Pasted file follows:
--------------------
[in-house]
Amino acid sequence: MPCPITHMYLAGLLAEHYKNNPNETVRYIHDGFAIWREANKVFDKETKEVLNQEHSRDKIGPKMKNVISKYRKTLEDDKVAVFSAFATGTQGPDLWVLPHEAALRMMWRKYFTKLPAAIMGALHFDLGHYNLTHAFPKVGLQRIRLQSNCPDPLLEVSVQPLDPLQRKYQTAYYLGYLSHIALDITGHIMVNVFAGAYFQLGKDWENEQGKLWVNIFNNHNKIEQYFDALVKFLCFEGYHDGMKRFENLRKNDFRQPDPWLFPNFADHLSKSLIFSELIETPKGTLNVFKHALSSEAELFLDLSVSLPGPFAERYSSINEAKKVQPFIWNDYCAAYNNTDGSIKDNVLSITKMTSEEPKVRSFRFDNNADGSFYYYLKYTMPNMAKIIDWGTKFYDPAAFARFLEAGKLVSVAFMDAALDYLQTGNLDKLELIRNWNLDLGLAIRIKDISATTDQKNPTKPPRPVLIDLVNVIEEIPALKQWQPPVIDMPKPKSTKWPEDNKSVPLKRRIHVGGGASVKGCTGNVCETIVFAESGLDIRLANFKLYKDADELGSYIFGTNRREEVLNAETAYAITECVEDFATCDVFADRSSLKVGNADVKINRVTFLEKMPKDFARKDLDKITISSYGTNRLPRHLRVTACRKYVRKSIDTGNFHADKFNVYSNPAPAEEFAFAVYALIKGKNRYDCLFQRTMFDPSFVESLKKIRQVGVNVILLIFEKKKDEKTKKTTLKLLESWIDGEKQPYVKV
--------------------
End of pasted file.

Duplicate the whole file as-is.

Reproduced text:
[in-house]
Amino acid sequence: MPCPITHMYLAGLLAEHYKNNPNETVRYIHDGFAIWREANKVFDKETKEVLNQEHSRDKIGPKMKNVISKYRKTLEDDKVAVFSAFATGTQGPDLWVLPHEAALRMMWRKYFTKLPAAIMGALHFDLGHYNLTHAFPKVGLQRIRLQSNCPDPLLEVSVQPLDPLQRKYQTAYYLGYLSHIALDITGHIMVNVFAGAYFQLGKDWENEQGKLWVNIFNNHNKIEQYFDALVKFLCFEGYHDGMKRFENLRKNDFRQPDPWLFPNFADHLSKSLIFSELIETPKGTLNVFKHALSSEAELFLDLSVSLPGPFAERYSSINEAKKVQPFIWNDYCAAYNNTDGSIKDNVLSITKMTSEEPKVRSFRFDNNADGSFYYYLKYTMPNMAKIIDWGTKFYDPAAFARFLEAGKLVSVAFMDAALDYLQTGNLDKLELIRNWNLDLGLAIRIKDISATTDQKNPTKPPRPVLIDLVNVIEEIPALKQWQPPVIDMPKPKSTKWPEDNKSVPLKRRIHVGGGASVKGCTGNVCETIVFAESGLDIRLANFKLYKDADELGSYIFGTNRREEVLNAETAYAITECVEDFATCDVFADRSSLKVGNADVKINRVTFLEKMPKDFARKDLDKITISSYGTNRLPRHLRVTACRKYVRKSIDTGNFHADKFNVYSNPAPAEEFAFAVYALIKGKNRYDCLFQRTMFDPSFVESLKKIRQVGVNVILLIFEKKKDEKTKKTTLKLLESWIDGEKQPYVKV